If you cannot see the Site Map/Menu Bar on the left; then your search engine may have directed you to this page only. To go to the Home Page, click http://www.mycetes.co.uk


banner01

Tin Ingots

In the space of a few months I have come across two identical examples of decorative tin ingots from the Mellanear Smelting Works.


image113 image114

The photo of the ingot on a white background was sent to me in July 2017 by Eugene whose brother-in-law saw it in the Antique Barn in Azel, near Bridgeport, Texas. He believed that it was brought from the North East States as all the barn’s items are purchased in that area.

The photo of the ingot on a yellow background appeared on eBay in July 2017 for sale at £650 but was not sold. John, the owner who lives in Scotland and deals with house clearances bought it from a local widow. She had a total of three Mellanear ingots and two other local Cornish ones which had come to her from late husbands Cornish side of the family when they all lived there a very long time ago. All five ingots are due to be auctioned in September 2017.

Both these ingots bear the name of Williams, Harvey & Co Ltd, Mellanear and have the common emblem of the Lamb and Flag. They measure 41 cm long and 6.7cm at the centre and weigh roughly 1.1 kgs.

In 1837 a new smelter was started by Williams & Harvey on land owned by Harvey & Co at Mellanear and operated when it was part of the Wheal Alfred complex and was finished by 1862. So there you have a date - 1837 to 1862; more likely to be the later end of the date range.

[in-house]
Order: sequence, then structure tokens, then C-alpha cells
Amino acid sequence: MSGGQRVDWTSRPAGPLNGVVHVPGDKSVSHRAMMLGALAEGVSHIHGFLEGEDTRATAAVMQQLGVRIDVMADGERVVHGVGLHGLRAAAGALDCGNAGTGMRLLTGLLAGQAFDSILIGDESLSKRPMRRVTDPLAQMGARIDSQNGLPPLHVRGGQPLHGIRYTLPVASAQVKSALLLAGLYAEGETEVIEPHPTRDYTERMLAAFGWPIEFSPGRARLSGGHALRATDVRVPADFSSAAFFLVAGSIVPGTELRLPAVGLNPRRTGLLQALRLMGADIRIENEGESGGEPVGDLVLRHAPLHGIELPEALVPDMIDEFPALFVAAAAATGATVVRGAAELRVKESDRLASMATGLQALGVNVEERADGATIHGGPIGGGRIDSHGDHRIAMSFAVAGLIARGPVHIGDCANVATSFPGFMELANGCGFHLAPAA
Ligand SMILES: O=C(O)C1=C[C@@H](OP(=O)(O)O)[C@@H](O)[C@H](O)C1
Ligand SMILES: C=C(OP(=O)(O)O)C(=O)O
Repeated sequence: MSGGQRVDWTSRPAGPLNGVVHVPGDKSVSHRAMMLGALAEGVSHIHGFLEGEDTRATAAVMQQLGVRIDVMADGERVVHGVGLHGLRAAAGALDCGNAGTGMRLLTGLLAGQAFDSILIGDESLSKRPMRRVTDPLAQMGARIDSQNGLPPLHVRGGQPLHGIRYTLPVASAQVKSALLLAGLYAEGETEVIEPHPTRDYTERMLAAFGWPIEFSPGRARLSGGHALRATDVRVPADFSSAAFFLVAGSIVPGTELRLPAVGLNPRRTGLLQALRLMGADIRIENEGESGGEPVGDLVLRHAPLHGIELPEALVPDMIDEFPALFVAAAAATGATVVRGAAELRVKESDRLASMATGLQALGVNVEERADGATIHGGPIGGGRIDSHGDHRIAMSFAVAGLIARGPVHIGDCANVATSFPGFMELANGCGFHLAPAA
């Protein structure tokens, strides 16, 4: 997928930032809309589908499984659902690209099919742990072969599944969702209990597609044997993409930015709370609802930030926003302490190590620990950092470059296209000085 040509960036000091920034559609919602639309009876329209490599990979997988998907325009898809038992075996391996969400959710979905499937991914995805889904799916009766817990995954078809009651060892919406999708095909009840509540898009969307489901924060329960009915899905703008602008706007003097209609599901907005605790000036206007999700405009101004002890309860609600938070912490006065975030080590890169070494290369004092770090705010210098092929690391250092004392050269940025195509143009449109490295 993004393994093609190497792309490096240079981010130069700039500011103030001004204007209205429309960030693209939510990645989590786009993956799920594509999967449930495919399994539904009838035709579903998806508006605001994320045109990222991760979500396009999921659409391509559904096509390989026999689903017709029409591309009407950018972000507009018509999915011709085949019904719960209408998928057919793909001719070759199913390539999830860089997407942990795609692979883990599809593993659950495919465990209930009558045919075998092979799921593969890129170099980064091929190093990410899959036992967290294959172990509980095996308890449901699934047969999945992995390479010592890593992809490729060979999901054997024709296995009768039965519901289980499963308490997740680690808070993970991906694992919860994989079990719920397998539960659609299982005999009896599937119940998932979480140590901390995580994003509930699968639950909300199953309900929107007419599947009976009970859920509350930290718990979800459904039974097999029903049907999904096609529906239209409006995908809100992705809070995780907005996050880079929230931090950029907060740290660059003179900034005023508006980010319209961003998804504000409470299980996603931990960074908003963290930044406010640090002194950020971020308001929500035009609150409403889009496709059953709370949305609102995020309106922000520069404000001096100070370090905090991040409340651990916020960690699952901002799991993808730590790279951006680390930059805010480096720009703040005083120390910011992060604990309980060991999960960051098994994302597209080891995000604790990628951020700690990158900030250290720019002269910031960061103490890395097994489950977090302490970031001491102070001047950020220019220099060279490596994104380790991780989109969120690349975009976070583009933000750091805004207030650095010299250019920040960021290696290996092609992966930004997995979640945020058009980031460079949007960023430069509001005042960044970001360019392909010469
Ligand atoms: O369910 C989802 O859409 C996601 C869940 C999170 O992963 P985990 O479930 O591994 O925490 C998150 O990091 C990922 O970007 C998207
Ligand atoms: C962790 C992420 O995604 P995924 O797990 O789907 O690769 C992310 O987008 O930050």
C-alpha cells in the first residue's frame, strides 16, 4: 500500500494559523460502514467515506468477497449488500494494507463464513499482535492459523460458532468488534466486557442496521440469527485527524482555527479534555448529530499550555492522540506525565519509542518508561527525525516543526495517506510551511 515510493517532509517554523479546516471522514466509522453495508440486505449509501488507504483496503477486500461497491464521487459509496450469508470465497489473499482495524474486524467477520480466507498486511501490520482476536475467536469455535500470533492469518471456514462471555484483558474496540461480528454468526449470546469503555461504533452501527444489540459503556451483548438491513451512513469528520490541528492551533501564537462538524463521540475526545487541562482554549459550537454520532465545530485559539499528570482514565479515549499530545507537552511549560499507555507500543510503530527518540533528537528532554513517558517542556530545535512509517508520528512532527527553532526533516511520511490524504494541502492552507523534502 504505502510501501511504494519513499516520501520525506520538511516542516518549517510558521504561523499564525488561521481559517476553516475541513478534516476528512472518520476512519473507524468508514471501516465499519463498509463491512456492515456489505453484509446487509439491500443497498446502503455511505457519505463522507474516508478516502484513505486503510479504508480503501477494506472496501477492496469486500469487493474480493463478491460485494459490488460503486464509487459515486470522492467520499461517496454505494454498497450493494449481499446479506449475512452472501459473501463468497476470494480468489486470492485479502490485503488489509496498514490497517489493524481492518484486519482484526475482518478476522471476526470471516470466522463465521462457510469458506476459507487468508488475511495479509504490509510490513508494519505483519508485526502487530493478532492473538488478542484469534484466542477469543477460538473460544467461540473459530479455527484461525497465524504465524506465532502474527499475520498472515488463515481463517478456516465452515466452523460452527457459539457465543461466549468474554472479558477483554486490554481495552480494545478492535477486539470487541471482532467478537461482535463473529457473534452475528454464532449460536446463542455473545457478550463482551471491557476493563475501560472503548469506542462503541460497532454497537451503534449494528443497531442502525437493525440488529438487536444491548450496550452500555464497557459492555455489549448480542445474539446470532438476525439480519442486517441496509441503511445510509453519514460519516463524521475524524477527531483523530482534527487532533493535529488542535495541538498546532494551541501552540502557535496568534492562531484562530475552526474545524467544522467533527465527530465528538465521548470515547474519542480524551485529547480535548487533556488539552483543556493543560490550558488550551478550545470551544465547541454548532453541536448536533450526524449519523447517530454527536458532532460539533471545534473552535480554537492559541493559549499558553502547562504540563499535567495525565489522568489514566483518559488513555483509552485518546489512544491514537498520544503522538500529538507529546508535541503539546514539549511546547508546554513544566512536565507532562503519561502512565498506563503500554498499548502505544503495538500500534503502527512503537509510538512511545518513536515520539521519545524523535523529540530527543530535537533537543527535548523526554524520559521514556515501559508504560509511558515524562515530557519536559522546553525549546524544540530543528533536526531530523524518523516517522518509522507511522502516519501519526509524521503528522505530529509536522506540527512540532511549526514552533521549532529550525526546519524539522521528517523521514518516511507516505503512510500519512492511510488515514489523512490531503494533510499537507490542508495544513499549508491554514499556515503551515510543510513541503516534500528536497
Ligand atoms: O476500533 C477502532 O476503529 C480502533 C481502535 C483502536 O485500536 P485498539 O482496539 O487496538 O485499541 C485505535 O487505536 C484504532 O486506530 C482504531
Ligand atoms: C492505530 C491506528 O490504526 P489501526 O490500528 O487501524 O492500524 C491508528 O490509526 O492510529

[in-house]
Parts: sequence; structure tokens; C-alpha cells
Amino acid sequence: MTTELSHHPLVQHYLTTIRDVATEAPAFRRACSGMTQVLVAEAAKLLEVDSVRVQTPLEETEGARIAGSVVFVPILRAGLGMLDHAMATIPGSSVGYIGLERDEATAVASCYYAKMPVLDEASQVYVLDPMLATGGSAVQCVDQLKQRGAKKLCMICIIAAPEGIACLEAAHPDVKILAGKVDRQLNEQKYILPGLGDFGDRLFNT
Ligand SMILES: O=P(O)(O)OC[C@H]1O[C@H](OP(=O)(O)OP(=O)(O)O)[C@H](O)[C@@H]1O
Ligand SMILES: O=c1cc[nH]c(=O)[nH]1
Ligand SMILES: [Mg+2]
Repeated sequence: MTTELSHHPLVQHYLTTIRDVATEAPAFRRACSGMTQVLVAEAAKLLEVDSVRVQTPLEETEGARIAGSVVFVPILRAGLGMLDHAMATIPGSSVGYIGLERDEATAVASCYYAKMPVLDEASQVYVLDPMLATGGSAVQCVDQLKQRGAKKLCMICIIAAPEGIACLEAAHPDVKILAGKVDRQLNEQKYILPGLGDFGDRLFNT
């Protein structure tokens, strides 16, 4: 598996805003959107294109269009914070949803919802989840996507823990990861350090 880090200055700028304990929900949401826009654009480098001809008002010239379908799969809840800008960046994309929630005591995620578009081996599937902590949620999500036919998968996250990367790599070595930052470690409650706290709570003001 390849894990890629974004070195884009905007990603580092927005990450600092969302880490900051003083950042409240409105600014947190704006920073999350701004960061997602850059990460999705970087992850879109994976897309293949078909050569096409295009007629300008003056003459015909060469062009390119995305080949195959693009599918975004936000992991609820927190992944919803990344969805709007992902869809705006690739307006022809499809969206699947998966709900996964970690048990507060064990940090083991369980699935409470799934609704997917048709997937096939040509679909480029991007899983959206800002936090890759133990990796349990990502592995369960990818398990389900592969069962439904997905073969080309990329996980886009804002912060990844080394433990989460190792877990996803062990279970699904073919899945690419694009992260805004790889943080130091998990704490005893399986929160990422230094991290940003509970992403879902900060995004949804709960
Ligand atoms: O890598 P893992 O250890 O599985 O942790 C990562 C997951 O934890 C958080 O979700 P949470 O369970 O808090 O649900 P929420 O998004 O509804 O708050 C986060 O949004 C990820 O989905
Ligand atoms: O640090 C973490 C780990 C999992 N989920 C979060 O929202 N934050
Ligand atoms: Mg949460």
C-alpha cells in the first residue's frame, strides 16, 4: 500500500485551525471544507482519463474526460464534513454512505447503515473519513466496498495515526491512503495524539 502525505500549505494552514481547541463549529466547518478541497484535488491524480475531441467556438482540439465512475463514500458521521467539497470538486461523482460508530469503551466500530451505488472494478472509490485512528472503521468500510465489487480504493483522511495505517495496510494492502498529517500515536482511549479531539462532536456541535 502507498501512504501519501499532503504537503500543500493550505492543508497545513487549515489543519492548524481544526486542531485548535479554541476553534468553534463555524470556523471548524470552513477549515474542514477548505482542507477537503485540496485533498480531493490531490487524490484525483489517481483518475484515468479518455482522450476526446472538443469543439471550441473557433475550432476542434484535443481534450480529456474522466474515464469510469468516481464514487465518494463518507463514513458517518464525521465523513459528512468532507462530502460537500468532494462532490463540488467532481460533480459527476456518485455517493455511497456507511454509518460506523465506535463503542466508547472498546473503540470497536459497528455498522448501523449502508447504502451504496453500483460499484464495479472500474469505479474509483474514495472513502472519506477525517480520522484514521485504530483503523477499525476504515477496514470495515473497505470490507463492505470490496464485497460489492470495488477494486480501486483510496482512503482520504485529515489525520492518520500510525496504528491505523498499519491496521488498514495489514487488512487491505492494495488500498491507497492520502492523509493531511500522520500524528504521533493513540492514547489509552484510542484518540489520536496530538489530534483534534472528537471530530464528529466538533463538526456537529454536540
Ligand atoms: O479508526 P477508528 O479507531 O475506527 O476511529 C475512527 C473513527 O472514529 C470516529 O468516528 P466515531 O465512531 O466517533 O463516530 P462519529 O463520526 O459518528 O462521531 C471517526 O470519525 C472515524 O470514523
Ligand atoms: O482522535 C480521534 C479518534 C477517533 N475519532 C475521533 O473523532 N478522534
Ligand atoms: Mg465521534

When consignments of tin were smelted; the local smelting house would produce ingots of a standard ‘brick’ size for export and transportation as that is the most easiest shape to pack the hold of a ship and in addition a decorative ingot was made to be placed on each cart of ingots in order to identify the source. They would be either a bar type design or a simple plaque.

These identification ingots had a value equivalent to the tin they contained and could be used as a form of currency (as in the 18th century) or melted down with the industrial ingots and used in the manufacture of tin items.

For this reason not many of them remain today but beware of modern replicas. The next photo is of modern replicas.

image115

A collection of 20 genuine ones in pristine condition were valued on the BBC Antiques Road show in 2013 in the range of £5,000 to £10,000.


image116

Surprisingly enough I came across another one for sale on eBay in August (2017). Thomas, who was selling it, tells me that it has been professionally cleaned and that it why it looks so good. He had others for sale.